The water shortage in Texas can certainly use some prayers, and maybe even some rain dances. But it’s going to take more than that – much more.
That was the conclusion Saturday of panelists at a session called “The Coming Crisis Over Water.”
When the so-called “Drought of Record” occurred in the 1950’s, lasting seven years, there was considerably less pressure on Texas’ water resources, said Laura Huffman, executive director of The Nature Conservancy of Texas.
Back then, there were 10 million people in Texas. Now, she said, the population is 25 million.
“There are a lot more straws in the water,” Huffman said. But a reliable, ample water supply “is the choke point on our state being successful,” she added.
Tommy Mason, general counsel of the Lower Colorado River Authority for several years before becoming its executive director, said most people take cheap, plentiful water for granted.
“Water is not like any other commodity or resource,” said Mason, who recently retired from the LCRA, which manages water and power resources. “People feel entitled to incredibly inexpensive water.”
The discussion was among several held on the campus of the University of Texas at Austin, in a two-day “festival” organized by the Texas Tribune, the on-line newspaper that focuses on Texas government.
State Rep. Allan Ritter, R-Nederland, who chairs the House Natural Resources Committee, said key to coping with the water shortages is for public officials to make it perfectly clear to their constituents that the subject is critically serious, long-term, and will require a lot of investment.
It will also require citizens to let their elected officials know they’re ready to pay the taxes necessary to maintain an adequate water supply in a state whose population is rapidly growing.
“We need everyone to acknowledge it’s not going to be cheap,” Ritter said.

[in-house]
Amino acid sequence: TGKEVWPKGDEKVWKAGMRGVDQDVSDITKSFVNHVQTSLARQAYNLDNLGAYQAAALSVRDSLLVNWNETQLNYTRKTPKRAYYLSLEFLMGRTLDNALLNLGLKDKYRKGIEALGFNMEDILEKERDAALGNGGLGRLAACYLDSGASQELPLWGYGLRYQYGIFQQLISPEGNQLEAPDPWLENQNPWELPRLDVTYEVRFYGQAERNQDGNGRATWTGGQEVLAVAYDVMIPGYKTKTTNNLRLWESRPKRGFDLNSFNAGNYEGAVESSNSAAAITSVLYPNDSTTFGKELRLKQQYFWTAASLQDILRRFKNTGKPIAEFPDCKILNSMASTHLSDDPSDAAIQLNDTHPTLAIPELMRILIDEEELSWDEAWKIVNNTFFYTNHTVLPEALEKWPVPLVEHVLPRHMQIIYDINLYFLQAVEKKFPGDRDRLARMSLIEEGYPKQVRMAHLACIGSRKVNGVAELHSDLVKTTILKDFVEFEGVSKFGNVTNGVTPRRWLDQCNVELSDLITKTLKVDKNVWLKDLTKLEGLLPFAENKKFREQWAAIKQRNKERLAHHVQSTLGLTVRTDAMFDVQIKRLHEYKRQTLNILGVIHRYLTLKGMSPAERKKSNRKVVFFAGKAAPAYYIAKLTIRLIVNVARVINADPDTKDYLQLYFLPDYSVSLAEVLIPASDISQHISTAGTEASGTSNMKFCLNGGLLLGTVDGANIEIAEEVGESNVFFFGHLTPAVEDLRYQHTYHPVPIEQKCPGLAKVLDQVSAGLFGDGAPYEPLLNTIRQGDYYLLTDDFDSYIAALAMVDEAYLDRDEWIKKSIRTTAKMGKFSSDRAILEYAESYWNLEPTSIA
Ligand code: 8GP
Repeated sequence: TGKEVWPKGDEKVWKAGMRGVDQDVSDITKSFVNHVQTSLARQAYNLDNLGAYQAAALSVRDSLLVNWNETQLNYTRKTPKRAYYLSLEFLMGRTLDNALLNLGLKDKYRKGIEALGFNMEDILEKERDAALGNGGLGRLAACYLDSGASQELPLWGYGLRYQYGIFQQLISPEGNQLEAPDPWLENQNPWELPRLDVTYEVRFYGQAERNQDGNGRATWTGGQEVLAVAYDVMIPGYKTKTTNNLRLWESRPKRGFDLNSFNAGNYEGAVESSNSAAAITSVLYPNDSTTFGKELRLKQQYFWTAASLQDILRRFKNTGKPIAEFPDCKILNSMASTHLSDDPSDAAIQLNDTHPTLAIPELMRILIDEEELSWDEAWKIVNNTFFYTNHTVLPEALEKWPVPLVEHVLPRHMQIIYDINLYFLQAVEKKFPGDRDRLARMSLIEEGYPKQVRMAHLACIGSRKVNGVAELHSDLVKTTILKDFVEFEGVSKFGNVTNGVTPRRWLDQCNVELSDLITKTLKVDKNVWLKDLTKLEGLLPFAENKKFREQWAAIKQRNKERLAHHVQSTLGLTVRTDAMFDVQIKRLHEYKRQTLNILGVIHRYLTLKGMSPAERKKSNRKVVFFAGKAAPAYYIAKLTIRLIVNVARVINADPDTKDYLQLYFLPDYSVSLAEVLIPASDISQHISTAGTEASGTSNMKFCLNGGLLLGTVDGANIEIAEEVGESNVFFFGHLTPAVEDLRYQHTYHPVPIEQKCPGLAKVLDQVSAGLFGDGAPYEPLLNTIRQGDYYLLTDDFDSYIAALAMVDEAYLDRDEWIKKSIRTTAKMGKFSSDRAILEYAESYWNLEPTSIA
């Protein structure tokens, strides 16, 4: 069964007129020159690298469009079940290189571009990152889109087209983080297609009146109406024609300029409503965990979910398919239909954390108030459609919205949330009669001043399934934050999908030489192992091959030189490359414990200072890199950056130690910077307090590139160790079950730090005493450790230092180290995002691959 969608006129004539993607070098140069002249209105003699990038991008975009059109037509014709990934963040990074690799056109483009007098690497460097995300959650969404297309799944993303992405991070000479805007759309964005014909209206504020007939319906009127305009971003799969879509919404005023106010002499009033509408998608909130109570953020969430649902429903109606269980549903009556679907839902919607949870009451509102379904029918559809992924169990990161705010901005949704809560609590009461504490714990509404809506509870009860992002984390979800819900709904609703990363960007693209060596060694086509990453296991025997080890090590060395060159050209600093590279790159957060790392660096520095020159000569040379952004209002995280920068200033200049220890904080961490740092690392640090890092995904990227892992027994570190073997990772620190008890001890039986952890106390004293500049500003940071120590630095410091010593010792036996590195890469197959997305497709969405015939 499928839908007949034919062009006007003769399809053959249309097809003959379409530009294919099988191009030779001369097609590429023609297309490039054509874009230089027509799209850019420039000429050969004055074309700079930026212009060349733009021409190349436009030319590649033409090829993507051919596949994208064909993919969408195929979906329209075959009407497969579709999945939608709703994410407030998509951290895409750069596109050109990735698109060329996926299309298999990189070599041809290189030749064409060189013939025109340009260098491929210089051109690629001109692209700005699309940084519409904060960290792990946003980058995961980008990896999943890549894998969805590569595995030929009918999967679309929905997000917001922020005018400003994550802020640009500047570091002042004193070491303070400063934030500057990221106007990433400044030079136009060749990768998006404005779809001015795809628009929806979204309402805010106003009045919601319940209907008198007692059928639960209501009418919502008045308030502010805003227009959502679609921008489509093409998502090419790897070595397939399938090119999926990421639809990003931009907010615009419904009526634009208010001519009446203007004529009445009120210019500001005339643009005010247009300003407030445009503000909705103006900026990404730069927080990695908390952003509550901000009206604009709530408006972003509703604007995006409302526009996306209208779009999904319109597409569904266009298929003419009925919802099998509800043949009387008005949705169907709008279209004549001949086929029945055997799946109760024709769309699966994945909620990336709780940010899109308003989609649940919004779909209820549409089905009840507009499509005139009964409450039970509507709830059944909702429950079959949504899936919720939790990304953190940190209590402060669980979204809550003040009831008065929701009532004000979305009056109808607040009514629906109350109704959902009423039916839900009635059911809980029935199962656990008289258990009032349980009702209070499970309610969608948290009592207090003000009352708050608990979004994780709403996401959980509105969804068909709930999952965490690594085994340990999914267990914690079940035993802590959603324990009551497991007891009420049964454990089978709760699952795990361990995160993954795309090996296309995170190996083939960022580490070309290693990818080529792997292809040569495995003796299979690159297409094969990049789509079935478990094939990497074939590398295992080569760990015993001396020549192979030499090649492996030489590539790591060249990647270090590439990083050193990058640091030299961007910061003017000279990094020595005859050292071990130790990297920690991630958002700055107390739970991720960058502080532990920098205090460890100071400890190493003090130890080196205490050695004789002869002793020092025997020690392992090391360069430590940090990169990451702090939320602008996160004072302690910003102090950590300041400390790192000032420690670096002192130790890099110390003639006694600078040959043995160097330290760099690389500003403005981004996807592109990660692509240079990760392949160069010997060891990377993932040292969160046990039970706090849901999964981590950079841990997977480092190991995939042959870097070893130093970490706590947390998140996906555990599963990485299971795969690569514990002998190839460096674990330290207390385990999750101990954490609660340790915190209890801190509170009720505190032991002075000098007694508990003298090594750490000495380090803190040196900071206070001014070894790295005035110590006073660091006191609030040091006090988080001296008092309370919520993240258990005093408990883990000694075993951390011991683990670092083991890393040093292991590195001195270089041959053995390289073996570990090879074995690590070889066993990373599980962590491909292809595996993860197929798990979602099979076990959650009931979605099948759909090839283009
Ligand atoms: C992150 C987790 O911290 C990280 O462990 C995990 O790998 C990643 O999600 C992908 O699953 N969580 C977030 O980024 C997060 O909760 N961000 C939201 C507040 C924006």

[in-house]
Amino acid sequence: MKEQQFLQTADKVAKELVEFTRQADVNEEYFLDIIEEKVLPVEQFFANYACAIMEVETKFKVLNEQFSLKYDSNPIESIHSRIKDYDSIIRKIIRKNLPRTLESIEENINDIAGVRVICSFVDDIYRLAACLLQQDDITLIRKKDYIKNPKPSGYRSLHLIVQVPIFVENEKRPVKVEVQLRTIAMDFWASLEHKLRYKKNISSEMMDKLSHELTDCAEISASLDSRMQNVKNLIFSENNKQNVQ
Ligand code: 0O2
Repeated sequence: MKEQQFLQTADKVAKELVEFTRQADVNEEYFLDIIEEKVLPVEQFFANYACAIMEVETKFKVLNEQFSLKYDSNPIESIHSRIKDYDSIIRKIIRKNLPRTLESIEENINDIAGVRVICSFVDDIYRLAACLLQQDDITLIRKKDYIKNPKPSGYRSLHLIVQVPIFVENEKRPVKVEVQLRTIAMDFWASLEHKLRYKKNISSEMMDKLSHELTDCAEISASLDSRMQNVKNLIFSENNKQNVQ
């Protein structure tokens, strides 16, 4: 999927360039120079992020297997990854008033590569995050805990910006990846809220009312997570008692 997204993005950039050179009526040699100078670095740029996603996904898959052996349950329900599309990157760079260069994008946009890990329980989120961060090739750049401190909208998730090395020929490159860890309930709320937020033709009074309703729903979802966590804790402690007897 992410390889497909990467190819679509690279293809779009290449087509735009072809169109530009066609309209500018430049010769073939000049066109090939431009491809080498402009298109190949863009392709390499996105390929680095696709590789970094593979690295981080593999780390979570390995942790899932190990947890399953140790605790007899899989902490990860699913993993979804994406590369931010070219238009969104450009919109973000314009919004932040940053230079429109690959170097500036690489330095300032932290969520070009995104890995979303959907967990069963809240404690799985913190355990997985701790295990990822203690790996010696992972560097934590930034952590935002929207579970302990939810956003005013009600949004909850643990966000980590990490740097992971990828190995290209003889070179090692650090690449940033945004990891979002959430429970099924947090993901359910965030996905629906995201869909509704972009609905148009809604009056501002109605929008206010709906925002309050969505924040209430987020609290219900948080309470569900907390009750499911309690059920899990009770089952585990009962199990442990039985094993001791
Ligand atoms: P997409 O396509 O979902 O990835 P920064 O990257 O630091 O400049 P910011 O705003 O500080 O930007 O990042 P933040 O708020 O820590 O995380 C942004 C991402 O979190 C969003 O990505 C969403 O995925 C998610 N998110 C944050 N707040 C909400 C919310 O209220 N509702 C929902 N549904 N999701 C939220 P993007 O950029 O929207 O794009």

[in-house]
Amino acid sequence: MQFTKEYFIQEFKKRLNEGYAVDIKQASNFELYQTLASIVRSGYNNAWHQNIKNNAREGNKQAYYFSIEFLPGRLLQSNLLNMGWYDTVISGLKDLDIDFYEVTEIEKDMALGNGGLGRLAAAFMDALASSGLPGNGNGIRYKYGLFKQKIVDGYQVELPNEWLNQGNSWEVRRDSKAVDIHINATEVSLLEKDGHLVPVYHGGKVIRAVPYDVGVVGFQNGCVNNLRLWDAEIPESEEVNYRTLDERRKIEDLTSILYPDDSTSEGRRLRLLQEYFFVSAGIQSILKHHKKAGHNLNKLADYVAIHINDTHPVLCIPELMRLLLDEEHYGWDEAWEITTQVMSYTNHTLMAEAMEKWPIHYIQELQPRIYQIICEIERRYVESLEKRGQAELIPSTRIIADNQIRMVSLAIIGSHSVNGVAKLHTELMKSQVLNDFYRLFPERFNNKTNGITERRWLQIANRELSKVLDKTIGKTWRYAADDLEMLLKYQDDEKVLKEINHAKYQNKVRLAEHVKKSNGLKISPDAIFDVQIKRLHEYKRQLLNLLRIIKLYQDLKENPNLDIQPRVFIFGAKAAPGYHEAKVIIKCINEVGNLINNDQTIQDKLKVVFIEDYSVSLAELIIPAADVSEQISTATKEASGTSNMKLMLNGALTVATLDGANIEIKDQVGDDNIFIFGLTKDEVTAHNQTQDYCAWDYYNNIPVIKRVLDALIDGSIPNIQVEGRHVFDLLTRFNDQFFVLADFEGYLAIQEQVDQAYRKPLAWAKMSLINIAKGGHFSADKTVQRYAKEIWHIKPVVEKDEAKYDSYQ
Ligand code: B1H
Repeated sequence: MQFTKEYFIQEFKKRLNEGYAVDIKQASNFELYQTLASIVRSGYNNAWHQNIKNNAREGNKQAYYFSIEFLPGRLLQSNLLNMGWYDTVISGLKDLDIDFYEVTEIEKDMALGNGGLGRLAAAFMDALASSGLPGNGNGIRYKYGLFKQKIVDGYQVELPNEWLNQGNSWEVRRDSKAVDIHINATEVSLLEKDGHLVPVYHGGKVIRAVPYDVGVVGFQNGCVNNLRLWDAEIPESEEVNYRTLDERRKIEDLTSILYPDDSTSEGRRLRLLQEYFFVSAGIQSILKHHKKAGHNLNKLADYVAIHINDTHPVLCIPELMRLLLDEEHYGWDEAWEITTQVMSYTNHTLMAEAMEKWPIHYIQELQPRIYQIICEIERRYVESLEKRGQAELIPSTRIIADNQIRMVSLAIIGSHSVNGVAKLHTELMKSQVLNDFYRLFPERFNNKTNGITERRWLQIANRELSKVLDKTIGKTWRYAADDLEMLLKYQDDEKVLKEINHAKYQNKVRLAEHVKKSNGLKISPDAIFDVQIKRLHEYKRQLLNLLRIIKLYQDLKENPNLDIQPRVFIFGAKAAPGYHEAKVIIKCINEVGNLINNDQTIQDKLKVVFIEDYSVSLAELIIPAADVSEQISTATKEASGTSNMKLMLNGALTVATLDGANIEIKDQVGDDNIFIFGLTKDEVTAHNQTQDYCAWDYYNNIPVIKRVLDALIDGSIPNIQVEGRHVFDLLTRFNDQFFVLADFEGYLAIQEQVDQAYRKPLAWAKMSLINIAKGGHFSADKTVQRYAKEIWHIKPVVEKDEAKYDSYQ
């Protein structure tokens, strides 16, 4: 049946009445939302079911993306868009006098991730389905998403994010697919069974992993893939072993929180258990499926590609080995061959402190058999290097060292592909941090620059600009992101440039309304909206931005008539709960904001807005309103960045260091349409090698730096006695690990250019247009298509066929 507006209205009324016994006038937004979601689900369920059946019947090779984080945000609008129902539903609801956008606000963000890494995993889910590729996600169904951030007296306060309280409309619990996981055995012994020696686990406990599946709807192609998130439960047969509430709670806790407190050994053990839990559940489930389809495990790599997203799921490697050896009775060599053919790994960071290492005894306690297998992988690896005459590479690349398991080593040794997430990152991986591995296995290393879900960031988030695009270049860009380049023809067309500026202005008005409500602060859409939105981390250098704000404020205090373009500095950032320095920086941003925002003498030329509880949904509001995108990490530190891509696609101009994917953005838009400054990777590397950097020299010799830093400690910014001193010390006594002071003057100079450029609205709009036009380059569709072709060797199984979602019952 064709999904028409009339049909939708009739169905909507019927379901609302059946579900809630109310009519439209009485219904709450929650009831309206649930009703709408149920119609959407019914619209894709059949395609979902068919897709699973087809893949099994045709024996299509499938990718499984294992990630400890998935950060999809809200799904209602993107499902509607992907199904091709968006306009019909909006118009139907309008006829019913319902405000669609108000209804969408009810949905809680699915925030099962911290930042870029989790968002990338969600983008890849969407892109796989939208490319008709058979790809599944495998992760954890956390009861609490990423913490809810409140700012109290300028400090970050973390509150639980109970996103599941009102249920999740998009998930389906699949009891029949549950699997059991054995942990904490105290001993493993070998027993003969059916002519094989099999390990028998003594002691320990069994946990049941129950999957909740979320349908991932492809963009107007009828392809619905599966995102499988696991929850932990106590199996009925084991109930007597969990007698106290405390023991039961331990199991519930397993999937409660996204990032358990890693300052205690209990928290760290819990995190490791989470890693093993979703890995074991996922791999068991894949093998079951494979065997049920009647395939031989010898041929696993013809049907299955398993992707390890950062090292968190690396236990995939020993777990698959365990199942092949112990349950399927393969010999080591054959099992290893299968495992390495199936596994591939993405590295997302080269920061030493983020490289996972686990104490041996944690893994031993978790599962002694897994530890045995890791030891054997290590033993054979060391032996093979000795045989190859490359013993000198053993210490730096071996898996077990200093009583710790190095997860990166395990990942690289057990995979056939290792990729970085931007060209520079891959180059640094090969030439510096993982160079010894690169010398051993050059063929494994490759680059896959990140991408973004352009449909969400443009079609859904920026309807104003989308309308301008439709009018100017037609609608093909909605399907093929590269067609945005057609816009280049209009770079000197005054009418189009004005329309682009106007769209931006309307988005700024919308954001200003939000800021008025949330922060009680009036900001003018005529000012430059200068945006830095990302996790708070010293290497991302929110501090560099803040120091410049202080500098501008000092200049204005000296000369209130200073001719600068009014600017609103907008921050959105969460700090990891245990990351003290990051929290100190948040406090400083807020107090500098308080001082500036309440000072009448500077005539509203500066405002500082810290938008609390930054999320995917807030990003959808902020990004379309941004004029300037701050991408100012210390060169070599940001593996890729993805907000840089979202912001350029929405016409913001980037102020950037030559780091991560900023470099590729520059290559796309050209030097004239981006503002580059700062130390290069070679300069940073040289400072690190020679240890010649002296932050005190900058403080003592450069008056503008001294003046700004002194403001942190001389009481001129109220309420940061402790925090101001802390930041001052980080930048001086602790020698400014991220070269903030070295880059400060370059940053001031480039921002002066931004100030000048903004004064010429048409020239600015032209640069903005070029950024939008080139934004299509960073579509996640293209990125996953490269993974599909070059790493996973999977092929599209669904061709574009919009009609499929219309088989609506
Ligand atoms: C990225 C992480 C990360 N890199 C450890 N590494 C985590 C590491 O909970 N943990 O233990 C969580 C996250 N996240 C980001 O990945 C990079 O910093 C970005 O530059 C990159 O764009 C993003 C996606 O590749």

“We’ve taken water for granted,” he said. “We’re all in this together. We’re going to have to pay for it, and we’re going to have to change our behavior” to promote conservation.
Andrew Sansom, executive director of the River Systems Institute at Texas State University in San Marcos, said the Blanco River flows above ground for part of its downstream journey, then goes below ground into an aquifer, and later re-emerges with flow on the surface.
While it’s on the surface, the Blanco water’s capture is regulated, Sansom said. But while it’s underground, any surface land owner can drill a well and pump as much as they want.
“We have no connection between the management of ground water and the management of surface water,” Sansom said. “But it’s the same water.”
Sansom, who previously headed the Texas Parks and Wildlife Department for 11 years, said those planning for Texas water use must pay close attention to environmental concerns.
Texas has more bays and estuaries than any other state but Florida, Sansom said. Those resources are hugely important to wildlife, food resources and tourism, Sansom noted. But the inflow from rivers critical to sustaining those resources has dropped to about 10 percent of the historical inflow.
He said 60 percent of urban water is used to water lawns. Huffman added that 60 percent of all water used in Texas is for agriculture.
She said the state’s current water supply projections include 23 percent from conservation, but there’s no game plan to achieve that. Low-flow toilets won’t get it done, she added.
Sansom said “virtually all the watersheds (in Texas) are on private land,” and it’s necessary to find ways to protect that water.
Huffman praised the passage this spring by Ritter and other legislators of a constitutional amendment proposal -- Proposition 8 on the Nov. 8 ballot – which if approved by voters will allow property tax breaks based on the productivity of water stewardship rather than the land’s market value. It would be similar to a wildlife exemption.
Mason said the interrelationship between water and energy production is critical. In California, 20 percent of the state’s energy is used to treat and transport water, Mason said.
Rep. Jim Keffer, R-Eastland, who listened to the panel discussion before appearing on another panel about a state energy plan, and chair of the Energy Resources Committee, said understanding the close relationship between water and energy is hugely important.
He also said the silver lining of the long dry spell is that it’s gotten people’s attention.
“The only good thing about this drought is it’s statewide,” Keffer said. “Everybody’s affected by it.”
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And So On. . . . Among the almost 100 panelists and speakers at the Tribune’s two-day conference were 12 members of the Texas House of Representatives, 4 state senators, 5 members of the U.S. House, 1 U.S. senator, 2 university chief executives, 3 statewide elected officials and 5 heads of state departments or commissions.
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